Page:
the importance of key words and seo in a job search

Just a quick post to examine how key words and SEO, or search engine optimization, are king in recruiting and finding a job to match your skills these days.

Photo by Sydney Troxell on Pexels.com
Photo by Andrea Piacquadio on Pexels.com

I have been applying for a job as a copy editor for months. One of the recruiting websites–a big player in the game–sent me a job link I’d “be perfect for.” It was with a company called Pizza Press that is looking for a Pizza Editor. I thought the company name and job title sounded odd to begin with, and then I read the job description. “Pizza Press” in not a publisher–not even a cookbook publisher–and “Pizza Editor” is not a job in revising copy–not even copy about pizzas. Rather, Pizza Press is a pizza joint and the Pizza Editor makes the pizzas, packages them, chats with customers, does the dishes, empties the trash, and cleans.

Now I make a pretty mean pizza, and my many years as a mom have made me nearly professional-grade level at doing dishes, cleaning, and putting things away, but I don’t think this is the job for me. Sorry, Glassdoor.

What this is, though, is a prime example of how job posting companies and job recruiters use key words and SEO to not only find jobs to post but vet candidates.

Usually Glassdoor, as well as Indeed and LinkedIn, get it right and I’m sent job postings that are a close fit for me (although some of them don’t seem to understand the difference between copywriting and copyediting, but that’s a post for another day).

In fact, just last week I was alerted to a few jobs that I finally got called up for, one of which I accepted. But once in a while job posters get it woefully wrong and end up with egg–or in this case, scrambled egg pizza–on their faces.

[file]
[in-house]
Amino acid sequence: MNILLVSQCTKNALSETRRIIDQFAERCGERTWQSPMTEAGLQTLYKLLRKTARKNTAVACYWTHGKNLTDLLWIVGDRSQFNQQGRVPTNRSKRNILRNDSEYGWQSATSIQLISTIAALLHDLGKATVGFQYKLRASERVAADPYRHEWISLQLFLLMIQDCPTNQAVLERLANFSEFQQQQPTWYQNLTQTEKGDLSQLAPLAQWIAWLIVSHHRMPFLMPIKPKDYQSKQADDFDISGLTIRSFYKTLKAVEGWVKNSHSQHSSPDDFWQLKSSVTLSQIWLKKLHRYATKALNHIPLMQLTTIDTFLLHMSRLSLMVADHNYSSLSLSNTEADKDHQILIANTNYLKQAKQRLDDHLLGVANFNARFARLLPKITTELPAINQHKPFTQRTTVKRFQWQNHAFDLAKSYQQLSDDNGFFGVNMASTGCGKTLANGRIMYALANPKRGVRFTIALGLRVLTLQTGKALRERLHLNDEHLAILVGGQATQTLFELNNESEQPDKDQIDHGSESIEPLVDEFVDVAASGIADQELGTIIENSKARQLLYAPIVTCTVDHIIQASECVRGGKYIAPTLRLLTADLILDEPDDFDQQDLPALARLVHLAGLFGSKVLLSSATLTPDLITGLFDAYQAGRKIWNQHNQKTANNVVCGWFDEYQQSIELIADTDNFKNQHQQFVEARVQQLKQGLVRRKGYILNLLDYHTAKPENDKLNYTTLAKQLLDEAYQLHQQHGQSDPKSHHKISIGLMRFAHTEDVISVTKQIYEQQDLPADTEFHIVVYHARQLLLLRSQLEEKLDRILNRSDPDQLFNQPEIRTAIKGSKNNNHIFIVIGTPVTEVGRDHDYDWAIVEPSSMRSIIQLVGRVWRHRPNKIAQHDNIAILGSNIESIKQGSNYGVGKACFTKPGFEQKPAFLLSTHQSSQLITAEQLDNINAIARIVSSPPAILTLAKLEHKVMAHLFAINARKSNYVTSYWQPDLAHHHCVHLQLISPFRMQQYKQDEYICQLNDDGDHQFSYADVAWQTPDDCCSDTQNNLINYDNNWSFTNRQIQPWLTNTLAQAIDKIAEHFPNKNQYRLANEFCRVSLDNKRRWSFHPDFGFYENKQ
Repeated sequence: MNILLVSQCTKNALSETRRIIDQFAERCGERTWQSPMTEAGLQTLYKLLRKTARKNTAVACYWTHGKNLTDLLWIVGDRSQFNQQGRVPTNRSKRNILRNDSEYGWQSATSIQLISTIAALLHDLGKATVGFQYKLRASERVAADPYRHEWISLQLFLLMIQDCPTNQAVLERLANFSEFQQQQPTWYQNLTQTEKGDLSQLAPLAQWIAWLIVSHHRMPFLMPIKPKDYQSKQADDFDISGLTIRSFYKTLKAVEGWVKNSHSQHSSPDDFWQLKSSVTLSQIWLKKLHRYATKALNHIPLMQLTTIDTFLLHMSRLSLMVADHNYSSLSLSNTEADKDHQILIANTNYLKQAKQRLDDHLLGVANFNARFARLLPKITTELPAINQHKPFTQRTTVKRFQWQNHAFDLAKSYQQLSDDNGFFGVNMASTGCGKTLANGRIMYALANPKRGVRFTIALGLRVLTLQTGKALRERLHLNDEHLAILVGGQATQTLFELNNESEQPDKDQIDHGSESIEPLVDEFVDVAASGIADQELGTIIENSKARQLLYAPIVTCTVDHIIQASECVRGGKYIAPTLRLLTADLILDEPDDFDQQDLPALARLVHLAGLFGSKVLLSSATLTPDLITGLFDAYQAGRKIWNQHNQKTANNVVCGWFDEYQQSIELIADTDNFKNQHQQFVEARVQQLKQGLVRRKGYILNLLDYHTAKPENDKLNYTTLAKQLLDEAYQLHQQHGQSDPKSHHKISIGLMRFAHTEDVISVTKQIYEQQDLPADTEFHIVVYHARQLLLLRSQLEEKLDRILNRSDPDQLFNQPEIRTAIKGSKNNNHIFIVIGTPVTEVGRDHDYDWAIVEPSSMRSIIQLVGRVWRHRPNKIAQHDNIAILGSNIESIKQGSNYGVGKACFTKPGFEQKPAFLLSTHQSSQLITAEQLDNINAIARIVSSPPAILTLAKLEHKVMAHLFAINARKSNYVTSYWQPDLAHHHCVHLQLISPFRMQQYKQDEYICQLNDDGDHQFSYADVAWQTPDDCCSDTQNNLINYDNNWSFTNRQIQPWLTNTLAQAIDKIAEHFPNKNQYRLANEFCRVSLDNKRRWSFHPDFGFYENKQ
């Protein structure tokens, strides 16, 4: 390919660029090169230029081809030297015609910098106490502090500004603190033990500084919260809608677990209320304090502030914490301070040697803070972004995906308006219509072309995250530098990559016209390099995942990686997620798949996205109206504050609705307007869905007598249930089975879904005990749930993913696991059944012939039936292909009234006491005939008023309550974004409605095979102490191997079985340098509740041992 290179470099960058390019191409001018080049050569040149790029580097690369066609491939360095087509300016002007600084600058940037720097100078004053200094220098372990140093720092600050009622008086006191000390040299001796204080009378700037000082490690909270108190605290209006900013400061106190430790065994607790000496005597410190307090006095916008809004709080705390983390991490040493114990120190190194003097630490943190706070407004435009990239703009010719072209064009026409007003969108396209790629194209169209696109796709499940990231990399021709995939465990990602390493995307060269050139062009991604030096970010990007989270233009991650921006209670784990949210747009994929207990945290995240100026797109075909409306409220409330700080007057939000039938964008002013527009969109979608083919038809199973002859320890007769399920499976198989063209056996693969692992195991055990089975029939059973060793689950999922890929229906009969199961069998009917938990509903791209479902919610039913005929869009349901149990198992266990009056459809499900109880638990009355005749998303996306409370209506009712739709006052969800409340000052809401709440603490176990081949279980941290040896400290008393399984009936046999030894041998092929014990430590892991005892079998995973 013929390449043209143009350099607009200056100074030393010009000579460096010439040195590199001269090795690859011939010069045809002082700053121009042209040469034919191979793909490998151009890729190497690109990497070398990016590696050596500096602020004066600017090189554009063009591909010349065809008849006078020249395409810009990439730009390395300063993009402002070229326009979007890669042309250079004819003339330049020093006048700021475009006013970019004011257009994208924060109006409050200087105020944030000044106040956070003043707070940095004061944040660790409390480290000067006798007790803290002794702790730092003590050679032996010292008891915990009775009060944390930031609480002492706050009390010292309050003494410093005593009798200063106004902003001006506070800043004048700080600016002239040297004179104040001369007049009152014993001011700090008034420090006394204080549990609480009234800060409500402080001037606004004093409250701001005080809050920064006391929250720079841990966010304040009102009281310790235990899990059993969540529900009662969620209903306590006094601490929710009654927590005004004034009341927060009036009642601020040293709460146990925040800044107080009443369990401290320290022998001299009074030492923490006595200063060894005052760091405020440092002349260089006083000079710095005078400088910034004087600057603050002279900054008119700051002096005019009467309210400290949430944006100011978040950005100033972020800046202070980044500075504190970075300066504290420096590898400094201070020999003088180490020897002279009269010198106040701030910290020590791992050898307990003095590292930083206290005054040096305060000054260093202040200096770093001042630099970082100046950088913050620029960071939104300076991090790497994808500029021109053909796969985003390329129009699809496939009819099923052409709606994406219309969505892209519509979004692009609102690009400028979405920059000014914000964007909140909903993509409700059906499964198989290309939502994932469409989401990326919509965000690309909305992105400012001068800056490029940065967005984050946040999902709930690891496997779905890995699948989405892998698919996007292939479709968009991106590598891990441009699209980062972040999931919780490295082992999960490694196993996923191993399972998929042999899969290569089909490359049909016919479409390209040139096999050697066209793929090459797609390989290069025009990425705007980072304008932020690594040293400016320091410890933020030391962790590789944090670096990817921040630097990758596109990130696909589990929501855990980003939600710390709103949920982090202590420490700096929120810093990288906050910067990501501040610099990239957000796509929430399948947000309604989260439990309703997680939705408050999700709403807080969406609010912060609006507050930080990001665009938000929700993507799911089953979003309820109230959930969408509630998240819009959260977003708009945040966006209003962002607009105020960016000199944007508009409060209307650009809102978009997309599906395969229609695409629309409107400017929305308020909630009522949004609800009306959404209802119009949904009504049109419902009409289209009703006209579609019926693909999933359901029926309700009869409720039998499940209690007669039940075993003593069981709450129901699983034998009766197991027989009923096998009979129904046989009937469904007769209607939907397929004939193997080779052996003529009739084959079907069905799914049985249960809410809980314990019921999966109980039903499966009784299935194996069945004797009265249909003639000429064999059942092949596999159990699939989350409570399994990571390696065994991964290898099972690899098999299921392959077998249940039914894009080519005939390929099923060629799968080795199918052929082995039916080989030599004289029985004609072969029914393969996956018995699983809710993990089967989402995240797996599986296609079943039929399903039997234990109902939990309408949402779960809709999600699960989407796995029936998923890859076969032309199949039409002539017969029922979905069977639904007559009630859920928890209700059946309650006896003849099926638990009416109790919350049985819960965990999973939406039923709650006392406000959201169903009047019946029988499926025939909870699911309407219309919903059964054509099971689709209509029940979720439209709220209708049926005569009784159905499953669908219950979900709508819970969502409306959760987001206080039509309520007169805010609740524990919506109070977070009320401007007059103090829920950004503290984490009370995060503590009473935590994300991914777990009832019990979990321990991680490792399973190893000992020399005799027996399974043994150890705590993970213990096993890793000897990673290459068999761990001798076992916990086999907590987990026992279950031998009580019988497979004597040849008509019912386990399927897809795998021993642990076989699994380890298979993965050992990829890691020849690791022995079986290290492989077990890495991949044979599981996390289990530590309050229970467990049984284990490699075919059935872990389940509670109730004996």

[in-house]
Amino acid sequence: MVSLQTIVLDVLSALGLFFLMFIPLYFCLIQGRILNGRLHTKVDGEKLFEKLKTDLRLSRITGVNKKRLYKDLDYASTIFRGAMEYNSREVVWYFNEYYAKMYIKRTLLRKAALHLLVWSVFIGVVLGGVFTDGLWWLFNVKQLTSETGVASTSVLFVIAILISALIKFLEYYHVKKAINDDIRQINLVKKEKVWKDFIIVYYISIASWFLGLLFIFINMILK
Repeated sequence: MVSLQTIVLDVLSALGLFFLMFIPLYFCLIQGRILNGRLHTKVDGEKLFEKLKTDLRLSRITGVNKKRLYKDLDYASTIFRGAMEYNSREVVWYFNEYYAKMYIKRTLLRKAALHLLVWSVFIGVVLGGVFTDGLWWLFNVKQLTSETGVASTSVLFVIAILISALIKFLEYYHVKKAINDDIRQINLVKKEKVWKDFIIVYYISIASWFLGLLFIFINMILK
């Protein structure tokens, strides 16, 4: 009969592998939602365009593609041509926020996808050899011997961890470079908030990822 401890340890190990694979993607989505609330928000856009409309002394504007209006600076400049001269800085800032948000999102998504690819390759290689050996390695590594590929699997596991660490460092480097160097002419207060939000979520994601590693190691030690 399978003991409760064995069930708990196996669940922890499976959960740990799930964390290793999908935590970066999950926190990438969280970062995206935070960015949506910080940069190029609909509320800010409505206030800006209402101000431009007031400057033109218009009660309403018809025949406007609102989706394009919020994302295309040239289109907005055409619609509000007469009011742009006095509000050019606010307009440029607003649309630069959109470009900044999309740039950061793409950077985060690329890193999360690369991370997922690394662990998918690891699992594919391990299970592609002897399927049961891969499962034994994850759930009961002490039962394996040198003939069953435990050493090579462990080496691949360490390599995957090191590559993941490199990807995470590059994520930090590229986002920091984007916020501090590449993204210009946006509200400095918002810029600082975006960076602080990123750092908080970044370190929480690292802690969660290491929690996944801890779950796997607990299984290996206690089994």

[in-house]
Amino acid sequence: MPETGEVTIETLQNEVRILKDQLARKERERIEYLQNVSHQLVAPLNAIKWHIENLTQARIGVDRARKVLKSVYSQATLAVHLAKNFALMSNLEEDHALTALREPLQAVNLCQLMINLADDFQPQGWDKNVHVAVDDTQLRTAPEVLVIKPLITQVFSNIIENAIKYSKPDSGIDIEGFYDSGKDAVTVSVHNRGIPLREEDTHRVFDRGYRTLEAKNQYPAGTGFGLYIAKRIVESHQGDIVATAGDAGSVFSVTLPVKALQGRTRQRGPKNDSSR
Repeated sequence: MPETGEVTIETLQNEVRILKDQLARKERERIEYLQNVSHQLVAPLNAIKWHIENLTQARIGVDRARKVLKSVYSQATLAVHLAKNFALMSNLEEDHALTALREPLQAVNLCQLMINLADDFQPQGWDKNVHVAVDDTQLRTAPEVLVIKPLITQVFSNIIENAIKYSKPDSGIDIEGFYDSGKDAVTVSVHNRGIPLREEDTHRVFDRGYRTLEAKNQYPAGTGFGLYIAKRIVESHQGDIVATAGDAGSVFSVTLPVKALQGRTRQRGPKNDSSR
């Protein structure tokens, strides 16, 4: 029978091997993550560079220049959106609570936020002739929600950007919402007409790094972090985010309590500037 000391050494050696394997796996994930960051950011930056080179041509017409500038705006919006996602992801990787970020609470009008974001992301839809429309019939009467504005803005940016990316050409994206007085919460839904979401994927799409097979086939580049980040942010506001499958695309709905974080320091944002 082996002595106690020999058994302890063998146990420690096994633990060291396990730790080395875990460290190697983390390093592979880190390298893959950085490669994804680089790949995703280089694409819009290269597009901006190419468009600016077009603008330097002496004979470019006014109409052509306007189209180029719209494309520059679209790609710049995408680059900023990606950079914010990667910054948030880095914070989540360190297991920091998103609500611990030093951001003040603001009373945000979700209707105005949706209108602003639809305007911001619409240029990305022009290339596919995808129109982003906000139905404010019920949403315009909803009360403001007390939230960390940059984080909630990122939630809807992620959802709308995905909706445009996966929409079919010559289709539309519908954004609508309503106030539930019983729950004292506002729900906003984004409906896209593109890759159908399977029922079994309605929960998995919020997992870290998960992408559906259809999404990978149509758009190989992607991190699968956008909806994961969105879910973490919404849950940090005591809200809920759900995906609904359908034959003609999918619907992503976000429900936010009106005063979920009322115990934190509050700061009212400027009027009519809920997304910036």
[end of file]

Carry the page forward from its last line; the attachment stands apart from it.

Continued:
wayfair, you’ve got just what i need: an employment rejection letter

Photo by Vlada Karpovich on Pexels.com

Who says customer service is dead?

Of the 35 jobs I’ve recently applied to (28 since February 1), only one company has been so kind as to provide me with a proper rejection: Wayfair. How nice it was to, for once, send my cover letter and résumé into the vast void that is the Internet and to actually receive acknowledgment for my effort.

Be it bot-generated or not, Wayfair’s response was a breath of fresh air at a time when so much energy goes into applying for jobs against stiff competition in this day of far-reaching job ads. And the rejection came the very next day. No wasting my time with hours’ long tests or getting my hopes up after Indeed notifies me that my application was reviewed. What I got was a good, old-fashioned “thank you for your time, but” email. And for that, I am grateful.

This may be an understatement, but job hunting in this age is convenient but also frustrating and quite a bit sad. I am applying for work that I know I can do because I’ve done it before, for decades even. But I’m still not even getting to the interview stage.

I don’t know for sure, but it’s hard not to take the rejection as personal. It’s personal to me, because isn’t that what “personal” means?

On a good day, I picture prospective employers (who are human in my mind and not computer programs) being inundated with applications, too many to review, and understand that a cutoff has to be made somewhere.

On a bad day, I envision those reviewing my application and résumé doing the math, realizing I must have graduated college before they were born. Maybe they’d be more comfortable supervising Gen Yers or Gen Zers younger than themselves. Or maybe they feel people my age would be out of touch with the new generation and the ways and means of working in today’s world. But I have been employed consistently throughout my adulthood, I’ve taught myself how to use–and keep up with–new technology and programs that friends my age have never heard of.